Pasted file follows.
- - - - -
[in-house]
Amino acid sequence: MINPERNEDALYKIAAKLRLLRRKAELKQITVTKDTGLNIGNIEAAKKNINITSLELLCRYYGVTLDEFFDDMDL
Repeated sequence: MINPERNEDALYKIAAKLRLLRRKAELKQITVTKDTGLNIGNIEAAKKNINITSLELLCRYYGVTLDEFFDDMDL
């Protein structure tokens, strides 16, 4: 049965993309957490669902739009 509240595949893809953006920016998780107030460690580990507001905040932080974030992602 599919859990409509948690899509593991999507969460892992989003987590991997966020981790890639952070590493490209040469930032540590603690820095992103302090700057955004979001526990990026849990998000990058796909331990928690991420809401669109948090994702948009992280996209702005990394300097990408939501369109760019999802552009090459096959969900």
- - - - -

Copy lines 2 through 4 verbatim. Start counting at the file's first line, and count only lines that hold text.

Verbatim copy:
Amino acid sequence: MINPERNEDALYKIAAKLRLLRRKAELKQITVTKDTGLNIGNIEAAKKNINITSLELLCRYYGVTLDEFFDDMDL
Repeated sequence: MINPERNEDALYKIAAKLRLLRRKAELKQITVTKDTGLNIGNIEAAKKNINITSLELLCRYYGVTLDEFFDDMDL
């Protein structure tokens, strides 16, 4: 049965993309957490669902739009 509240595949893809953006920016998780107030460690580990507001905040932080974030992602 599919859990409509948690899509593991999507969460892992989003987590991997966020981790890639952070590493490209040469930032540590603690820095992103302090700057955004979001526990990026849990998000990058796909331990928690991420809401669109948090994702948009992280996209702005990394300097990408939501369109760019999802552009090459096959969900």